Second, Abele said that parents must be able to make informed and accurate decisions about the effectiveness of competing schools. In an ideal marketplace, consumers learn about products through advertisements, word of mouth, and personal experience. Many times, however, consumers are duped before they discover quality products. Advertisements come from biased sources, and testimonials are highly subjective. There needs to be a system in place to help inform parents about the schools that best fit their children.
And third, Abele said a solution ought to be found that ensures schools continue to improve despite having a "captive market" or families that live in such areas where their range of options are substantially reduced. Abele had intimated that these steps may not be fully realized as long as education reform becomes an issue of which team wins or whose ideological views are validated.
Interestingly, Abele pointed out that he's a board member of "Schools that Can," a Milwaukee non-profit organization dedicated to expanding access for low-income families to high-performing inner-city schools. The reason Abele is working with Schools that Can - despite its intrinsic value of increasing the public good - is because they are more interested in sharing best academic practices than worrying about who wins. It's a slight change of pace from the dog-eat-dog world of capitalism.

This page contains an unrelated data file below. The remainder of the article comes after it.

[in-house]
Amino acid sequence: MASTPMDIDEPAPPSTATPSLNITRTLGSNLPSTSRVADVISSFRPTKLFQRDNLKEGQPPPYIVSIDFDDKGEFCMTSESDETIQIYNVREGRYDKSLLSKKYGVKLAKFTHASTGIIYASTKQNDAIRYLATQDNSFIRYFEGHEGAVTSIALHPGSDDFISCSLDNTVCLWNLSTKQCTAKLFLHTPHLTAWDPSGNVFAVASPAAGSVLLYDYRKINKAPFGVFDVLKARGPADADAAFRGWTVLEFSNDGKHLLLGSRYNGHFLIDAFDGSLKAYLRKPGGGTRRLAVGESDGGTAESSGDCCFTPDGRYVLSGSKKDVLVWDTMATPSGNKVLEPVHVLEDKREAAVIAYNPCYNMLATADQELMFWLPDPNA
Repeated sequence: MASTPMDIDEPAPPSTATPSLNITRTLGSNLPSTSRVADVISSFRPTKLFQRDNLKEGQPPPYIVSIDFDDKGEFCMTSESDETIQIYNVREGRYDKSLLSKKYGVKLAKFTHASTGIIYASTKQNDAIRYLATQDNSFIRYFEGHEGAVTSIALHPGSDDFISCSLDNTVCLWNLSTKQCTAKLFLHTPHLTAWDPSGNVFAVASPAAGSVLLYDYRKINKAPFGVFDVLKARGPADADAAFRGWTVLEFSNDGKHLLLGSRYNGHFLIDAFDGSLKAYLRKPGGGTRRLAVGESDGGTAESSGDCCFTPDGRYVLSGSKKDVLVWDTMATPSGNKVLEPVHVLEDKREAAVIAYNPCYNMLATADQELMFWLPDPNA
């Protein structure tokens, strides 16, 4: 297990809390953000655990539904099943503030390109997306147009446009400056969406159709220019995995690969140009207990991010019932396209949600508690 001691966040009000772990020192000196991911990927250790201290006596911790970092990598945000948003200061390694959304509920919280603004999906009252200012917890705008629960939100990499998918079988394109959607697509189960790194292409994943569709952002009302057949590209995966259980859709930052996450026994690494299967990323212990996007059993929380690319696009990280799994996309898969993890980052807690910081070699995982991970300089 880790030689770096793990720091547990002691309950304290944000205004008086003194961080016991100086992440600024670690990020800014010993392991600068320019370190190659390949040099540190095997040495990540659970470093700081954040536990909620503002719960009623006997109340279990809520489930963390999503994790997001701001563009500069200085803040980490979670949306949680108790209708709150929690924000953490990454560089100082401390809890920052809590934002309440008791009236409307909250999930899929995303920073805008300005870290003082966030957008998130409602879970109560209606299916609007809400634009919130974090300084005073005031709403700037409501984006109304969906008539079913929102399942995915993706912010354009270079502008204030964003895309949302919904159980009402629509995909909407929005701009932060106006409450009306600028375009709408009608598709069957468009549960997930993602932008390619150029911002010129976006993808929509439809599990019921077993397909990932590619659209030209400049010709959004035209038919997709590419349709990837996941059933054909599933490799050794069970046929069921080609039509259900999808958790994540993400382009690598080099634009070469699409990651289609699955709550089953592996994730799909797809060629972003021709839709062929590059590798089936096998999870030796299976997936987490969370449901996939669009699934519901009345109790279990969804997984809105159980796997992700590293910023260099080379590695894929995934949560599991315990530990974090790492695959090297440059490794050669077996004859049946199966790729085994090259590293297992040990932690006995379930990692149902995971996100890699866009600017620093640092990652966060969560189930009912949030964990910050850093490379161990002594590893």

Unfortunately, there is a reality that we cannot circumvent. Republicans predominately support choice schools, and Democrats largely oppose them. The lines drawn in the sand are less about the proficiency of choice schools and more about whether they are unionized. Republicans will say that choice schools produce the same or better academic results as public schools, but do so for a fraction of the cost to taxpayers. Democrats argue that choice schools are untested and unaccountable. These are talking points, not an honest discussion between different groups.
Abele, not taking either tactic, says that if incontrovertible evidence were shown that the strategies implemented by choice schools worked, he will be the first in line to kick down the doors in support of the cause. His concern, however, is that free markets are good at improving the lot of things, but aren't good at fixing everything. Abele sees school choice as a mixed bag - at least for now - having parts that show promise and parts that show vulnerability.
In the year that Chris Abele has been the Milwaukee County Executive, he's done an excellent job steering away from issues that have strong partisan overtones. And this is not to say that he's unwilling to discuss issues that interest voters. Abele is a unique brand of politician because he refuses to get caught in the political fray, which we believe the vast majority of constituents find quite refreshing.
At this point, Abele's only goal is steering Milwaukee County away from it's historic downward fiscal trajectory. His first budget has largely been viewed by the public as a succes - despite veto overrides by the County Board. With gladness, we give him high scores for balancing a tough budget, staying above the political fray, and striving to reform our county government.